We just got back from a trip back to Australia, and after two and a half weeks of whirlwind visits to four cities in three states, almost daily partying and celebration with friends and family, a redeye flight to Kuala Lumpur, a 16-hour layover and a couple of days of truly staggering jetlag, I’m taking stock of what it meant to be home.
I won’t lie, it was hard to leave. Sydney harbour glittered in the summer sun, the bush south of Adelaide crackled underfoot and yielded the gorgeous wines of the McLaren Vale, and the beach in my hometown was an endless yellow strip of sand that I had all to myself. I saw my family for the first time in months, saw one of my best friends who is about to become a mum, another who has been living overseas for two years, had a surprise visit from an old bestie and went to a fabulously happy wedding. And not least importantly, everything just felt so easy. I knew which trains to catch, I didn’t have to worry about what I was wearing, I could sit on the grass in a park and know that no one would question why I was there. It was like a festival of the best that home has to offer.
But something was nagging at me while I was there – it wasn’t all falling into place. I had wanted to do so many things and couldn’t fit it all in – for months I’d fantasised about sleeping in, relaxing on the beach, walking through Sydney city, going to the movies, getting up early and going for runs, seeing everyone I missed, hitting the town and having a few white wines, playing with the family dog, going shopping … But it gradually became obvious that it wasn’t possible to do all those things, not least because some of them were mutually exclusive (sleep in and get up early for yoga?). I wanted home to be everything it had ever been to me. Everything I couldn’t have in Bangladesh, all in the space of three weeks.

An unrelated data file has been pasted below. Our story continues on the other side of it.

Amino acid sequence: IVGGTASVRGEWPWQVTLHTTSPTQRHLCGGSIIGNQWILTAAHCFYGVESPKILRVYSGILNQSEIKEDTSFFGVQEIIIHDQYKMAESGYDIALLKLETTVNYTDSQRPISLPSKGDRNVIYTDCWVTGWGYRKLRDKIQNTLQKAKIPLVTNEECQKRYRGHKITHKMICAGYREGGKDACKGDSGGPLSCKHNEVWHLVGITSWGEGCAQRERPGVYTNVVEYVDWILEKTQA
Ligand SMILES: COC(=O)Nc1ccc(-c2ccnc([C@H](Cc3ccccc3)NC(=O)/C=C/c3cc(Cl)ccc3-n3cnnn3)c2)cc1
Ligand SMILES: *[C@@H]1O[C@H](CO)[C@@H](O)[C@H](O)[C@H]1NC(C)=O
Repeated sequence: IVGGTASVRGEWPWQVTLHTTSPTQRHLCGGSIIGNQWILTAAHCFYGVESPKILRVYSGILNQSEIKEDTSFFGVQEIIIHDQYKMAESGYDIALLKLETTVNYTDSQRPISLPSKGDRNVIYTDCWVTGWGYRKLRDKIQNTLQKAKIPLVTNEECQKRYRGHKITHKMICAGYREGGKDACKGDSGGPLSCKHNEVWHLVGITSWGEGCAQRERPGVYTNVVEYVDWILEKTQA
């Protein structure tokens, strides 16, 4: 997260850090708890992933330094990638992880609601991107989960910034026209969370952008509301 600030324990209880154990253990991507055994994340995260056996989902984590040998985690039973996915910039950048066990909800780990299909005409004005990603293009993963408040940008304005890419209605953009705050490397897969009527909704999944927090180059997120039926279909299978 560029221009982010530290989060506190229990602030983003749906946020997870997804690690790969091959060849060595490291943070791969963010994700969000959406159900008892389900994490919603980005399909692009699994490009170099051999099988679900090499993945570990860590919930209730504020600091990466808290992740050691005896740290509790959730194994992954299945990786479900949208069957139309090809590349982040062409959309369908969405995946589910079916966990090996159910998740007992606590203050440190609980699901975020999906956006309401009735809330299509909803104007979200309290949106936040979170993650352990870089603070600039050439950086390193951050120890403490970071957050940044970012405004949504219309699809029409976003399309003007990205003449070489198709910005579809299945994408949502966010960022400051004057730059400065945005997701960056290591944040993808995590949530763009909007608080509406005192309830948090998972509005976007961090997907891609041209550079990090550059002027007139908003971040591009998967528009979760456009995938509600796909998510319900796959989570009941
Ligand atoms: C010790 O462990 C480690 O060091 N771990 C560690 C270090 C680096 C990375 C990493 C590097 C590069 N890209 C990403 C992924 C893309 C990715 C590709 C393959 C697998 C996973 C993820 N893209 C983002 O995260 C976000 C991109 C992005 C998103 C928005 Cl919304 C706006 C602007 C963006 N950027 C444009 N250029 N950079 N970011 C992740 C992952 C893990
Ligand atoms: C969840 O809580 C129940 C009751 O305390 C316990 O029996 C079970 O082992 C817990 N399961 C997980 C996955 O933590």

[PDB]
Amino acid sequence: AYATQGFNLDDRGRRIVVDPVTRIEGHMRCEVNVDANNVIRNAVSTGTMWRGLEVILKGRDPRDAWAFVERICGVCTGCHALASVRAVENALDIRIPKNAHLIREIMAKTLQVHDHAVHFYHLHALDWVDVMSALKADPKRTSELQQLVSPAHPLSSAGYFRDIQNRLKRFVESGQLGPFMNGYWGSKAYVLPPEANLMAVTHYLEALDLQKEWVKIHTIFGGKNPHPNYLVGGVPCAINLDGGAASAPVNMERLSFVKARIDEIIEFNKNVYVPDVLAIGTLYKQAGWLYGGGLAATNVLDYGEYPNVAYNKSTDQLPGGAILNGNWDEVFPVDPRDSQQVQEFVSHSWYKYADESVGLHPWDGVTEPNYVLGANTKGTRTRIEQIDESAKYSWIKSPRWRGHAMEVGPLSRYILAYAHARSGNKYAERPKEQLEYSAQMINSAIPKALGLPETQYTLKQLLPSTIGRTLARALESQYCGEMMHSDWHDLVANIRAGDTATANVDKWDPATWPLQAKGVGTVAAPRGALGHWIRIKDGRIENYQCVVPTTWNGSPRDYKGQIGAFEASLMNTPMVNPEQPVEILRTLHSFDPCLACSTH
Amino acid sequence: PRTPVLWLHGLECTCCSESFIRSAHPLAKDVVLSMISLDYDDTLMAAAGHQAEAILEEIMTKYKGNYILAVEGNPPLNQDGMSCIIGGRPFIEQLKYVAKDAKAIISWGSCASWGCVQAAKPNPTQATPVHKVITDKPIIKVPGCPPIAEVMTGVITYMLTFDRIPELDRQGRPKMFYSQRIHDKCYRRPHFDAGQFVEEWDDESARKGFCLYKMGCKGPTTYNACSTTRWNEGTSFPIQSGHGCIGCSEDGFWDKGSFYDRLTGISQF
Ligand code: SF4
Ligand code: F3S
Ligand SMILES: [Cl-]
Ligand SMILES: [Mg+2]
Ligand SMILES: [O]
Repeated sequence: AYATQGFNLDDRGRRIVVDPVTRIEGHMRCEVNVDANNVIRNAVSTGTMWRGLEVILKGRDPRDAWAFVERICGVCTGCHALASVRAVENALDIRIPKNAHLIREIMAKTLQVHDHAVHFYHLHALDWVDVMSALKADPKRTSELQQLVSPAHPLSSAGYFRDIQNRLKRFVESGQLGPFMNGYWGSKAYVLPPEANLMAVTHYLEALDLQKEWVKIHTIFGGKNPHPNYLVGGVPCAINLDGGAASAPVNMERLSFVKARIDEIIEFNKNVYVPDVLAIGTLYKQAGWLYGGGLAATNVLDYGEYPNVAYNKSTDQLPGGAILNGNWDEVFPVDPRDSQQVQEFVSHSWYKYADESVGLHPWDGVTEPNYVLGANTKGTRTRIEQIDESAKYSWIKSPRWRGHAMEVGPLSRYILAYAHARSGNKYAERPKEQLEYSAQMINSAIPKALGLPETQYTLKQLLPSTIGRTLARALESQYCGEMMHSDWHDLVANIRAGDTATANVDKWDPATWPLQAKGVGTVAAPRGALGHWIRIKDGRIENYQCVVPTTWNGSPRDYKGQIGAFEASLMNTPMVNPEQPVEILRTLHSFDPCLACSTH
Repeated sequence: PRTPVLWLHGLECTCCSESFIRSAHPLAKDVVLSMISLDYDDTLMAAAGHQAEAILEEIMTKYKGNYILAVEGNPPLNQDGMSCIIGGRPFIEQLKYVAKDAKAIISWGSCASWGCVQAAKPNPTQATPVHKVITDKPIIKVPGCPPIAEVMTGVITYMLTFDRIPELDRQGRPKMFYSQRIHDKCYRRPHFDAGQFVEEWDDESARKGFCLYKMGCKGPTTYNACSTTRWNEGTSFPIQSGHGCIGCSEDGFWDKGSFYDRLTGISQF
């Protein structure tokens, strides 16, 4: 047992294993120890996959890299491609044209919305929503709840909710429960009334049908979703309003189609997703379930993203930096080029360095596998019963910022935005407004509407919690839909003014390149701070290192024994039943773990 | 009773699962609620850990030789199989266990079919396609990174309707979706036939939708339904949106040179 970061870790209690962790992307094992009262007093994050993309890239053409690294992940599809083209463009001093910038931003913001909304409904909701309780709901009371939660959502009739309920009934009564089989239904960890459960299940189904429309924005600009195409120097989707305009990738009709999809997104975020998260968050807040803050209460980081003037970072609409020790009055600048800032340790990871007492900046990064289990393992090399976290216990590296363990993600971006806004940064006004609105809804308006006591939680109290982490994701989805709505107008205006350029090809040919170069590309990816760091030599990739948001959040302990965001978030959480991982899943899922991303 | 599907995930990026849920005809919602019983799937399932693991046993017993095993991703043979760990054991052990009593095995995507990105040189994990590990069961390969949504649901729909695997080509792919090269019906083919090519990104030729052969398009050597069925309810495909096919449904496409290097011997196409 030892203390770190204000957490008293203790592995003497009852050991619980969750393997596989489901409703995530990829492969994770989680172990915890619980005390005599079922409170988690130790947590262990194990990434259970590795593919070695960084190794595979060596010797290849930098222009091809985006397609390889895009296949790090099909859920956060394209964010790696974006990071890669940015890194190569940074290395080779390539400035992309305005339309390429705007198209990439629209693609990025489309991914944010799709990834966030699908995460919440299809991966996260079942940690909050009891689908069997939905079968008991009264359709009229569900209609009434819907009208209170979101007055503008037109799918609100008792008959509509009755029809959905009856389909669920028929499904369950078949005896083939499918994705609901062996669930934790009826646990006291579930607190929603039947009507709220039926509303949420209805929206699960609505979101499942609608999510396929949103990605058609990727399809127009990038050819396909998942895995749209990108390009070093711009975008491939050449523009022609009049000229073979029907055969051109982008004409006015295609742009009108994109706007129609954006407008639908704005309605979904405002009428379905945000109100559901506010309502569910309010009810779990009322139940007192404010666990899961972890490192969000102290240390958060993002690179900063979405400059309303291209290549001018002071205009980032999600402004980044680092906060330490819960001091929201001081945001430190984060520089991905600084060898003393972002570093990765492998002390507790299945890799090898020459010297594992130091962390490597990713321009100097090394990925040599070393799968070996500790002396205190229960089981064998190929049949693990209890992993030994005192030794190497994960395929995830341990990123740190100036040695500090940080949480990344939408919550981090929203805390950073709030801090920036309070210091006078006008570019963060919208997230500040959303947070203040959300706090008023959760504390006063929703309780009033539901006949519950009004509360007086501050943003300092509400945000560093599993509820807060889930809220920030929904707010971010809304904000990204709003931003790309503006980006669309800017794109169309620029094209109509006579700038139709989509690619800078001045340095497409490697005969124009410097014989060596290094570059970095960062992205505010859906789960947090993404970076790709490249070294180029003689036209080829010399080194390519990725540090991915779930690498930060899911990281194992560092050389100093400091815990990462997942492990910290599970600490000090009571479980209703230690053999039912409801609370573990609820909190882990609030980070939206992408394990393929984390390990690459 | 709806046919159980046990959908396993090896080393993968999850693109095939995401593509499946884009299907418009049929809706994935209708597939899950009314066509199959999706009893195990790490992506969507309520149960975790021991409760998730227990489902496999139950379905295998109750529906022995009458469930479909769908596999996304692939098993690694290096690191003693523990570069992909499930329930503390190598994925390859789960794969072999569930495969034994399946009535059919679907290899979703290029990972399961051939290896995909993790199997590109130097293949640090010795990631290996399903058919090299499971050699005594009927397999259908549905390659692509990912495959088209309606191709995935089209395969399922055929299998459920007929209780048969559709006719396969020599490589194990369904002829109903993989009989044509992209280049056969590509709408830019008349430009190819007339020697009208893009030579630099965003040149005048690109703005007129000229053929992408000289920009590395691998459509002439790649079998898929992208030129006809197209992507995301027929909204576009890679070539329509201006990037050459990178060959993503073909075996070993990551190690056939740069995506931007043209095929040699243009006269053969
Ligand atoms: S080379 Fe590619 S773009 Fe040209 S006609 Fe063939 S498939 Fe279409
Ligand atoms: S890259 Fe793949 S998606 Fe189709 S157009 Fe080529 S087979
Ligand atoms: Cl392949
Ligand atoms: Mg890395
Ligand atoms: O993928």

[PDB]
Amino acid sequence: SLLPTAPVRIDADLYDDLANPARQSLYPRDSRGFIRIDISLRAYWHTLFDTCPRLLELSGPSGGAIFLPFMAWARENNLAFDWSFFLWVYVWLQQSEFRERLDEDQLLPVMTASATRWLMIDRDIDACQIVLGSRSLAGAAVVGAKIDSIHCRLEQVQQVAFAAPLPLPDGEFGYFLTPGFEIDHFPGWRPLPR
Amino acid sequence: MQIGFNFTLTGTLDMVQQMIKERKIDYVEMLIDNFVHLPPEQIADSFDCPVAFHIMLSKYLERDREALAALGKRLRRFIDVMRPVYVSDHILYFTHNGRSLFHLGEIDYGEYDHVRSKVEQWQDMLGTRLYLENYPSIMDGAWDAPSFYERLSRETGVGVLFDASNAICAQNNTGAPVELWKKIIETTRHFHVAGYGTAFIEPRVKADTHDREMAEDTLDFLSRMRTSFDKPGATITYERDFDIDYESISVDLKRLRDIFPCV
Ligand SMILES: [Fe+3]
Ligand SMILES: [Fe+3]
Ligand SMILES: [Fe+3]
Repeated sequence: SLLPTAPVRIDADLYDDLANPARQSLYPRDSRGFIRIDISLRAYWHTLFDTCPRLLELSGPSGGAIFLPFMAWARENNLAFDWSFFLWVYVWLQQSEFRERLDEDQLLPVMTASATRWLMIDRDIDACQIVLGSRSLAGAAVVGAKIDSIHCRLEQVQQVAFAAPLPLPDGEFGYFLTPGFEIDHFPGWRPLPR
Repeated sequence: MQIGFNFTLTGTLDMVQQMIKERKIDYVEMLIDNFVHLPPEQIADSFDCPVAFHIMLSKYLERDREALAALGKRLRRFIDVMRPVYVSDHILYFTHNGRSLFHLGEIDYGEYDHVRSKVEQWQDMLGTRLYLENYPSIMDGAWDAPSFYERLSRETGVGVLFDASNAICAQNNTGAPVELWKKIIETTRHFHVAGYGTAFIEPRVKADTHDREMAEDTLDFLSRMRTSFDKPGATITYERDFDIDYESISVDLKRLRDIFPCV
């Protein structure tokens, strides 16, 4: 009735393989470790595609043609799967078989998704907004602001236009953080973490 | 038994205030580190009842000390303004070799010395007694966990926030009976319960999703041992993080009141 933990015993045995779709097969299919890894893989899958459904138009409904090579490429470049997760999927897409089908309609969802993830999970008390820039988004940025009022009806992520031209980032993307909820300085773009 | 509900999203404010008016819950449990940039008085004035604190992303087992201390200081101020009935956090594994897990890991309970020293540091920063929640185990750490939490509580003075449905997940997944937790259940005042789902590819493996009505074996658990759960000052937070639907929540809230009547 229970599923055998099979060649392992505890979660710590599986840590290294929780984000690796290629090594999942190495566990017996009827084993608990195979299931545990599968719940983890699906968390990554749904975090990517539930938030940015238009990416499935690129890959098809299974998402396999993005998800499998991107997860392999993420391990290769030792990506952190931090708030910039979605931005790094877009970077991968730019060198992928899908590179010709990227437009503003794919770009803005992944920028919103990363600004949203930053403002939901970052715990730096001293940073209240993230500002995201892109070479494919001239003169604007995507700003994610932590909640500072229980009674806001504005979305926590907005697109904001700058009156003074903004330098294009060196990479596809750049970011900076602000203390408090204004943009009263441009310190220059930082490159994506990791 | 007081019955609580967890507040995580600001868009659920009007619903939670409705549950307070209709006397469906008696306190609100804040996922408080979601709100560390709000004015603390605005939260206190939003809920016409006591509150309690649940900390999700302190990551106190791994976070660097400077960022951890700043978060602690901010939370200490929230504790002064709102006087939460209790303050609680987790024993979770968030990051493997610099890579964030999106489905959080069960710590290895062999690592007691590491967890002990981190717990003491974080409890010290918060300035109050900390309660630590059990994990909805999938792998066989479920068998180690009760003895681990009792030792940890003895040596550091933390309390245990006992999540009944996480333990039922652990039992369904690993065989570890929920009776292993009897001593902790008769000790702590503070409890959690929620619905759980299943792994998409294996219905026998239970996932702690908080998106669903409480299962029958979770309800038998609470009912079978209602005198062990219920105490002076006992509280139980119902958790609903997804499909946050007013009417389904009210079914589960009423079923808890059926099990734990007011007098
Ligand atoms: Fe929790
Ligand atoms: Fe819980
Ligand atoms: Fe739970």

And that’s how I realised something important: you can’t live somewhere else and have one foot at ‘home’. While you’re away you need to let go of the wonderful things that make up home, and accept that while you’re gaining a new country and all the wonderful experiences it has to offer, you’re also going to lose some things. You’ll miss your sister’s birthday, the best part of summer, and maybe the birth of a nephew. You won’t be physically able to bring back a supply of cheese big enough to keep you happy until next time you’re back. Some things have to stay behind when you leave. With our suitcases packed with olives and wine and our cameras full of pictures of our most beloved people, we try to combat this reality, but there’s nothing we can do: you can’t bring home with you – and you can’t live a whole life in three weeks.
It’s good to be back in the Desh, living the life that I have here. But I’ve learned to think differently about home: those precious weeks back in Aus are important, but they don’t need to span the emotional sea of the intervening months. Between here and there, I live two lives interleaved, not two lives simultaneously. Now I know that, maybe next time going home won’t be so hard.